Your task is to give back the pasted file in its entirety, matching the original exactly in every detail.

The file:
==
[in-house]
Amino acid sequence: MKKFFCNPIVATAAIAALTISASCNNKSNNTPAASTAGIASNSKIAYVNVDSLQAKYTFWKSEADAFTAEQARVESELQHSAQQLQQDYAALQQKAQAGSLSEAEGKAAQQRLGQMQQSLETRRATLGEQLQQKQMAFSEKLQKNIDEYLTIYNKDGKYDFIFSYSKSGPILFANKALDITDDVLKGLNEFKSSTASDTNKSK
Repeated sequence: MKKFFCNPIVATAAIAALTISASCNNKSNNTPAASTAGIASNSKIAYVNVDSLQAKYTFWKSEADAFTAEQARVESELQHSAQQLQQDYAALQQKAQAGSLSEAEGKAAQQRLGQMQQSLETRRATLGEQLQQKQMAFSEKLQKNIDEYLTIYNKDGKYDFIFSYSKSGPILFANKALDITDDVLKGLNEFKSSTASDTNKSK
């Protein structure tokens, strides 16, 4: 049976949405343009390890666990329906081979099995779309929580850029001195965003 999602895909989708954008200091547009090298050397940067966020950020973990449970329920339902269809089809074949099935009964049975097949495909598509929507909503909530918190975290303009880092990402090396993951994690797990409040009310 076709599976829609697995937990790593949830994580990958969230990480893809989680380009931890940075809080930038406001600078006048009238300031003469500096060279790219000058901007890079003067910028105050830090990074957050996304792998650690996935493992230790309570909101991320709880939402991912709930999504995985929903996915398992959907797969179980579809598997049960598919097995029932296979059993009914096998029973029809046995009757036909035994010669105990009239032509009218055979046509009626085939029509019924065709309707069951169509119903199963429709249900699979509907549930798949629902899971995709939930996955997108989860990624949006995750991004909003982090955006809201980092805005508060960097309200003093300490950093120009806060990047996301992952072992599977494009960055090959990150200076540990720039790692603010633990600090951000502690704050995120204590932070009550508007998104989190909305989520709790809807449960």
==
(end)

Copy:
[in-house]
Amino acid sequence: MKKFFCNPIVATAAIAALTISASCNNKSNNTPAASTAGIASNSKIAYVNVDSLQAKYTFWKSEADAFTAEQARVESELQHSAQQLQQDYAALQQKAQAGSLSEAEGKAAQQRLGQMQQSLETRRATLGEQLQQKQMAFSEKLQKNIDEYLTIYNKDGKYDFIFSYSKSGPILFANKALDITDDVLKGLNEFKSSTASDTNKSK
Repeated sequence: MKKFFCNPIVATAAIAALTISASCNNKSNNTPAASTAGIASNSKIAYVNVDSLQAKYTFWKSEADAFTAEQARVESELQHSAQQLQQDYAALQQKAQAGSLSEAEGKAAQQRLGQMQQSLETRRATLGEQLQQKQMAFSEKLQKNIDEYLTIYNKDGKYDFIFSYSKSGPILFANKALDITDDVLKGLNEFKSSTASDTNKSK
């Protein structure tokens, strides 16, 4: 049976949405343009390890666990329906081979099995779309929580850029001195965003 999602895909989708954008200091547009090298050397940067966020950020973990449970329920339902269809089809074949099935009964049975097949495909598509929507909503909530918190975290303009880092990402090396993951994690797990409040009310 076709599976829609697995937990790593949830994580990958969230990480893809989680380009931890940075809080930038406001600078006048009238300031003469500096060279790219000058901007890079003067910028105050830090990074957050996304792998650690996935493992230790309570909101991320709880939402991912709930999504995985929903996915398992959907797969179980579809598997049960598919097995029932296979059993009914096998029973029809046995009757036909035994010669105990009239032509009218055979046509009626085939029509019924065709309707069951169509119903199963429709249900699979509907549930798949629902899971995709939930996955997108989860990624949006995750991004909003982090955006809201980092805005508060960097309200003093300490950093120009806060990047996301992952072992599977494009960055090959990150200076540990720039790692603010633990600090951000502690704050995120204590932070009550508007998104989190909305989520709790809807449960």